What is the language of measuring cities, landscapes, or human behaviors? Urban Omnibus put forth a call for essays on “Fuzzy Math,” inviting writers “to infuse the quantitative language that pervades environmental understanding with narrative, theory, history, or humor.”
Beyond the metrics we already use to measure our cities, what are we missing? What ways can we quantify and measure actions, behaviors, politics, engagement, economics, and life in a city? What unseen dimensions and spatial parameters are critical for well-being (or quirkiness) within a city?
“Meanwhile, the cost of some of what we consume in cities – like real estate – is reflected in its price structure, yet a lot of it – like parking, parks, or pollution – is not. Even if the environmental benefits of urban density are starting to be understood, an accepted calculus of a city’s externalities remains far from precise, subsumed in a metaphorical language of carbon footprints or numerical valuations like LEED.”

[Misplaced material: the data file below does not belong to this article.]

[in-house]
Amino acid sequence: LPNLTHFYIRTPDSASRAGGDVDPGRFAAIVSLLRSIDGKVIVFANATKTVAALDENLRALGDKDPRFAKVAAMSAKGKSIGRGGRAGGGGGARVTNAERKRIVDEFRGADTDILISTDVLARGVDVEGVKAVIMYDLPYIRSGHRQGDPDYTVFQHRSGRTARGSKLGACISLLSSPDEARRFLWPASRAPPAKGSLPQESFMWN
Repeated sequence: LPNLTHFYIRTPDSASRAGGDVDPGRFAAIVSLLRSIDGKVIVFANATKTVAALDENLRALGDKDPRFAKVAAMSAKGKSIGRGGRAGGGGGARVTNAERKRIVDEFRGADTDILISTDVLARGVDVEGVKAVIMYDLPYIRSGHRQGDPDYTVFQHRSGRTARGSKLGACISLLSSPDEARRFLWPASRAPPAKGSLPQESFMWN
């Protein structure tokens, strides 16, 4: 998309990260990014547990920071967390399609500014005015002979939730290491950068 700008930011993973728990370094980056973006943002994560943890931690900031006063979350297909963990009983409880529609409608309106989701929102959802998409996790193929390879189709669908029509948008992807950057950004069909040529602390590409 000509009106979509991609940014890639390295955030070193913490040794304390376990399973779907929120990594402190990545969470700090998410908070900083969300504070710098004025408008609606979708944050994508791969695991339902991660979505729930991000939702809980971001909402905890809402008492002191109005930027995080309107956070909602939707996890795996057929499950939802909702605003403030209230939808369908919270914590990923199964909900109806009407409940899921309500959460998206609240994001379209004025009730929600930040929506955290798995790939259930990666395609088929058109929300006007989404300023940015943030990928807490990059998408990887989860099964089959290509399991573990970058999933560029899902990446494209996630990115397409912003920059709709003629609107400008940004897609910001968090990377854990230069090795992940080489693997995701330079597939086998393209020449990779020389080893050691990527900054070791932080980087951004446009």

“So let’s put it in personal terms. How do you measure your behavior: In rent? In square feet? The number of laps run around the park? MetroCard swipes? Brand of lightbulb? The distance food travels to end up on your plate? What are urban public goods – drinking water, open space, public access television, fireworks displays – worth to you?”
Deadline: Friday, March 22nd, 5:00PM EST.
See the call for submissions at Urban Omnibus.